Katurah Topps

Katurah Topps, Esq. is an activist and civil rights lawyer currently serving as Policy Counsel for the NAACP Legal Defense and Educational Fund (LDF) and a core member of LDF’s Justice in Public Safety Project. In these roles, Katurah uses legal, legislative, and policy-centered approaches at the local, state, and federal level to dismantle racially discriminatory systems that impede the safety or advancement of Black people, including policing and other components of the criminal legal system. In doing so, Katurah works closely with impacted communities and grassroots organizations across the country to support community-led interventions and demand government transparency and accountability.

Katurah also advocates against technologies that surveil, track, or make decisions that negatively impact communities of color, such as facial recognition and other biometric readers; predictive policing tools; risk assessments and more. In December 2019, to highlight the dangers of biased and unchecked technologies Katurah led and organized the first New York City-wide community forum on Algorithmic Bias in the city’s Automated Decision Systems (ADS). This inaugural ADS Forum, in collaboration with NYC residents and experts in technology, policy, and social services detailed how ADS use in housing, child welfare, education, employment, and the criminal legal system has harmed Black and brown New Yorkers.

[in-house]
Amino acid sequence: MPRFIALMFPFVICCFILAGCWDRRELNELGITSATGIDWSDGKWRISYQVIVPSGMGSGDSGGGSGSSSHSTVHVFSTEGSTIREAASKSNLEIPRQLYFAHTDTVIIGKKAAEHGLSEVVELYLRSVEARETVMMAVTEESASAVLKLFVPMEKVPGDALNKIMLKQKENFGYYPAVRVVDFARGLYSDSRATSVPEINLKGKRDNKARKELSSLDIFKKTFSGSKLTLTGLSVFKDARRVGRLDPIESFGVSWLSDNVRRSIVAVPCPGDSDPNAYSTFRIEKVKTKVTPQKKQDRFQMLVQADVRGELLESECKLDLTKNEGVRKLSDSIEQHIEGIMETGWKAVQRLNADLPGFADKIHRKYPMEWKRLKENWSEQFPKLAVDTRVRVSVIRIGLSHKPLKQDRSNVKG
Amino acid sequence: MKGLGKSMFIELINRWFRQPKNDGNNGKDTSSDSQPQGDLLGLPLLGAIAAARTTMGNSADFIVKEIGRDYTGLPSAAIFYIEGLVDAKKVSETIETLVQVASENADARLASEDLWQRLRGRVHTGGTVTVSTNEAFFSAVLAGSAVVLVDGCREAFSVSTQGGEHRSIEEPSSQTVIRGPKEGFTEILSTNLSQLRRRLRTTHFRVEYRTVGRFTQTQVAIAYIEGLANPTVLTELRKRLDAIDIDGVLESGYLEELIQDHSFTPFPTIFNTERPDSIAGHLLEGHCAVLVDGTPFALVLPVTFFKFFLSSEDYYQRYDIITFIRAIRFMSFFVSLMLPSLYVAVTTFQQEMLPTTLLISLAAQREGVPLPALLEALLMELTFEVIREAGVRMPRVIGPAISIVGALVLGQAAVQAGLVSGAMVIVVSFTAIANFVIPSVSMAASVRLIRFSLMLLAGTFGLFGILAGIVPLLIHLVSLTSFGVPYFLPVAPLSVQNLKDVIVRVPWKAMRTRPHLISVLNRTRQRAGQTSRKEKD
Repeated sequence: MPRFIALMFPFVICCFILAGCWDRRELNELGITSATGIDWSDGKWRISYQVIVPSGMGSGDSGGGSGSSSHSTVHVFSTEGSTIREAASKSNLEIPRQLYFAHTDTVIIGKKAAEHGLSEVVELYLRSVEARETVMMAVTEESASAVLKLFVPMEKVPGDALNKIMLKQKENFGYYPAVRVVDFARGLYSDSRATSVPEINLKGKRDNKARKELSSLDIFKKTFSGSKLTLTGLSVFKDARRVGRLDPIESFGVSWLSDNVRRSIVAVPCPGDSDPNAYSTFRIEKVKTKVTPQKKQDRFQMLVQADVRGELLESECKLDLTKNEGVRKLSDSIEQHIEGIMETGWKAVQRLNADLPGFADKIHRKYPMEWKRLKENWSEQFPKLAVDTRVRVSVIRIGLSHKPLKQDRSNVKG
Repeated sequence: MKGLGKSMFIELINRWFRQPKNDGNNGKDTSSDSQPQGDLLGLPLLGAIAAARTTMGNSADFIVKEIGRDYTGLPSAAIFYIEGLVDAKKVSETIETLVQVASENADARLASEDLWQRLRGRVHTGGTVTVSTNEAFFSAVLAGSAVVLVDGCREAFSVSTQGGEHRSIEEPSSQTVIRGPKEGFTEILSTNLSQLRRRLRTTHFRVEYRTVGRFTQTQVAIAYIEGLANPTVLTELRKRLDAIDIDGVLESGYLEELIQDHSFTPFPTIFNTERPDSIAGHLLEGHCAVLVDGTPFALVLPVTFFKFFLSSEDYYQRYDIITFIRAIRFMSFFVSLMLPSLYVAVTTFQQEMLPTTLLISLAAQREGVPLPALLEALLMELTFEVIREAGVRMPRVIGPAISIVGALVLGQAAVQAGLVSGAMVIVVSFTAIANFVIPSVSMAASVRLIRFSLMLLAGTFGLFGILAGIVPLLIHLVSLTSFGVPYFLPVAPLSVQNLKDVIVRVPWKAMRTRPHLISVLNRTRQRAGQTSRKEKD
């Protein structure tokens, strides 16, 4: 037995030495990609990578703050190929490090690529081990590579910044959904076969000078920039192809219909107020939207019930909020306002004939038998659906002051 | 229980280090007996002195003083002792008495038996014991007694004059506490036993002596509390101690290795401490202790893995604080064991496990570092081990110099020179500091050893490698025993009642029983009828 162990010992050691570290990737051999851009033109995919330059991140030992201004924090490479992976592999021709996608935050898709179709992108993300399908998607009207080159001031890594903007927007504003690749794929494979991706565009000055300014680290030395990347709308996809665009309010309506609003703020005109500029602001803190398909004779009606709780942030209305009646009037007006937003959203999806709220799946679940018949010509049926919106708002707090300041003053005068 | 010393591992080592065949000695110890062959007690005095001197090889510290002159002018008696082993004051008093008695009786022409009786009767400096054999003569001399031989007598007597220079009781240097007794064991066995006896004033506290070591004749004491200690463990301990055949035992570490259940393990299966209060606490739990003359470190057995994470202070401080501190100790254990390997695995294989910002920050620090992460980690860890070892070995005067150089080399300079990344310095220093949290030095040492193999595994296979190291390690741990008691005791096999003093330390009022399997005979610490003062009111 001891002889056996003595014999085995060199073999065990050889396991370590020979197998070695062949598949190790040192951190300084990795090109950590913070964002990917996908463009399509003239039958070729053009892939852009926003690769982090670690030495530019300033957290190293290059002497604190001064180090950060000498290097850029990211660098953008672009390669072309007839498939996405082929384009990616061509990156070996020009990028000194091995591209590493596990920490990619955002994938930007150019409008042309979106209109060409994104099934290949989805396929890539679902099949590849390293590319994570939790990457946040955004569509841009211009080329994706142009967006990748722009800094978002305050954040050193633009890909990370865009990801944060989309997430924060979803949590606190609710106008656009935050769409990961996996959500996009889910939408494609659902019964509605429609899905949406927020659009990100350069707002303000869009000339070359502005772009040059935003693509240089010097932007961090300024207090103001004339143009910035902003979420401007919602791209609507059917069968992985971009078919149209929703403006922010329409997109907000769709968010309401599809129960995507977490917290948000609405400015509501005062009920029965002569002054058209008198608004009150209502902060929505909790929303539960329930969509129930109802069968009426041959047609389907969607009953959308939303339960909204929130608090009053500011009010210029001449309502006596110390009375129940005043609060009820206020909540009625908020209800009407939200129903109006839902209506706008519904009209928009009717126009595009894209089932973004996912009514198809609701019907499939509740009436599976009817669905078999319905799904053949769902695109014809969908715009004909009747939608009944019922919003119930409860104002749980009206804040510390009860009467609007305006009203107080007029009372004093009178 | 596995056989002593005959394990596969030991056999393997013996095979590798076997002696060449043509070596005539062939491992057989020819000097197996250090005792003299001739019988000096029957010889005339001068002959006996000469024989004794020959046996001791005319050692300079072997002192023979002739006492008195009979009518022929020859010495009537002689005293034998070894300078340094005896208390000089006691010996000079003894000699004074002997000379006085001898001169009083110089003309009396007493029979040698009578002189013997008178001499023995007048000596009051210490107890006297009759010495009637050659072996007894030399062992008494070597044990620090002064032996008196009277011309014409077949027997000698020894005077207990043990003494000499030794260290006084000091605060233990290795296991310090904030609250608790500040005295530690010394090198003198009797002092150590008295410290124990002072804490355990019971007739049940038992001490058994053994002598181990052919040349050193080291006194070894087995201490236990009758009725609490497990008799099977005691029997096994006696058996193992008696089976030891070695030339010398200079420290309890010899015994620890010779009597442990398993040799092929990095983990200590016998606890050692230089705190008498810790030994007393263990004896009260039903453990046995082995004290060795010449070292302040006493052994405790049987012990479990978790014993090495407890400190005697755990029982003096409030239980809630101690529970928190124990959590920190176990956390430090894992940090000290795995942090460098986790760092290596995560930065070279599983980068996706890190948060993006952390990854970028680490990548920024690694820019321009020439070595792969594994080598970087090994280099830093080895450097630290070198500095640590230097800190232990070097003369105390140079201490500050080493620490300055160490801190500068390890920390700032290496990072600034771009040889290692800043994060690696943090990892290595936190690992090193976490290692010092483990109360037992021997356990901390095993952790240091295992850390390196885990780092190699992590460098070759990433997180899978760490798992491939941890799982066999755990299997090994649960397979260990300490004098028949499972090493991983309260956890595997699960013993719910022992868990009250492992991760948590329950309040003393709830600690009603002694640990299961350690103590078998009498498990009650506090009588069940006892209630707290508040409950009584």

Prior to joining LDF, Katurah was a Litigation Associate at Simpson Thacher & Bartlett LLP (Simpson Thacher), where she litigated a variety of complex commercial and human rights cases. She also co-founded Simpson Thacher’s Civil Rights and Liberties Initiative, effectively connecting civil rights leaders and key criminal legal issues to the private sector.  

Katurah clerked for the Honorable Gerald Bruce Lee (retired) at the United States District Court for the Eastern District of Virginia, the “Rocket Docket.” While clerking, Katurah also worked with Just the Beginning – A Pipeline Organization to diversify the legal profession by pairing qualified law students of color with federal judicial internships and clerkships.

Katurah earned her Juris Doctor degree from Georgetown University Law Center, where she served as an Articles Editor for the Georgetown Law Journal, collaborated with the Mid-Atlantic Innocence Project to represent the wrongfully convicted, and joined Georgetown Law’s renowned Appellate Litigation clinic.

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